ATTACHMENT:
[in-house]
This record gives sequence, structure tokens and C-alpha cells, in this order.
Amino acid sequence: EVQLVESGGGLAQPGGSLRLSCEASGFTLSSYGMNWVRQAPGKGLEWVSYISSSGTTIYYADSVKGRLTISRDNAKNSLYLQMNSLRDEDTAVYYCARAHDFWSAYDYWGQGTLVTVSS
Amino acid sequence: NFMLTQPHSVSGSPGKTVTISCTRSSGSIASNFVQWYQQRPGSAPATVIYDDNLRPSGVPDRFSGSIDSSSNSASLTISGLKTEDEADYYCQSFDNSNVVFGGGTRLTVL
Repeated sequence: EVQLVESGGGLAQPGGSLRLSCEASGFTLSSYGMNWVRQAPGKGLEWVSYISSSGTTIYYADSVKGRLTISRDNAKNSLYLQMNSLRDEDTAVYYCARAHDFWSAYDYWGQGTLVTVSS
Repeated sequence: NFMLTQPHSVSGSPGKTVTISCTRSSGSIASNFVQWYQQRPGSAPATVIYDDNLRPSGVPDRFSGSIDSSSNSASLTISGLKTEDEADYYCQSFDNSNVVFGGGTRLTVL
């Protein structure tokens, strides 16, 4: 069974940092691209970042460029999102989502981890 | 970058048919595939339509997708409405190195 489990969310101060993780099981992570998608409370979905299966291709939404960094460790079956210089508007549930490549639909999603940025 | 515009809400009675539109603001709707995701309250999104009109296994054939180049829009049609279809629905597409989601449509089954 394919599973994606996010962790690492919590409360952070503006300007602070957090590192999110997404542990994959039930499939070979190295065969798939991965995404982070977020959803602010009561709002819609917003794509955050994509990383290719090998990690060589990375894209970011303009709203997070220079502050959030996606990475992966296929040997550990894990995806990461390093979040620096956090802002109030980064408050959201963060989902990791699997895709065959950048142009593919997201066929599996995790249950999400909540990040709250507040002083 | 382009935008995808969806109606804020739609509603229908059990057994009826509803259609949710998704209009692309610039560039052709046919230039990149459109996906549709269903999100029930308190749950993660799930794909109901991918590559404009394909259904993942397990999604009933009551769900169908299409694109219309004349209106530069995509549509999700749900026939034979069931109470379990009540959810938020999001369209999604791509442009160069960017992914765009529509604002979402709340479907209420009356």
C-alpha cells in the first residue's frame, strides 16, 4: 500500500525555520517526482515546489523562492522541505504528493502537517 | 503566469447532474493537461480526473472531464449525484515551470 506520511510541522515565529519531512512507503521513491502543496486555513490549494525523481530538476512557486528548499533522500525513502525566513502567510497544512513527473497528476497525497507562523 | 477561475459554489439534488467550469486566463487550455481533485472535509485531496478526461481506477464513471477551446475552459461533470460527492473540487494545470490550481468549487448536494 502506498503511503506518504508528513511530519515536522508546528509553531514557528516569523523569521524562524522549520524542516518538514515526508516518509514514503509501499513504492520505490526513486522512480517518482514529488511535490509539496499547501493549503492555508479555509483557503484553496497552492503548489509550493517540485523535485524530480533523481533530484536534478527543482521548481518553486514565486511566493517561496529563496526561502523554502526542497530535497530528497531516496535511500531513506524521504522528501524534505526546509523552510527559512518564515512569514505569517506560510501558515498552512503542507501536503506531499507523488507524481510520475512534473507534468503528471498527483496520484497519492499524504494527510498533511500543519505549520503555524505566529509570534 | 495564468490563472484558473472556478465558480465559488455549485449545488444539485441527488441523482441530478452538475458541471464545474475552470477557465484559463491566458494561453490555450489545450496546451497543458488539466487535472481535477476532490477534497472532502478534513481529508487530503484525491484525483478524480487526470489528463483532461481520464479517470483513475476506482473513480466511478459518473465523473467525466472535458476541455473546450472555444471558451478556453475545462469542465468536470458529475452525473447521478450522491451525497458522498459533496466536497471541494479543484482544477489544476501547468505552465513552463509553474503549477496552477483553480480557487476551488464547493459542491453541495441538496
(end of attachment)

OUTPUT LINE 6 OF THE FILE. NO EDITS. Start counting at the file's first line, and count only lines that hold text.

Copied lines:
Repeated sequence: NFMLTQPHSVSGSPGKTVTISCTRSSGSIASNFVQWYQQRPGSAPATVIYDDNLRPSGVPDRFSGSIDSSSNSASLTISGLKTEDEADYYCQSFDNSNVVFGGGTRLTVL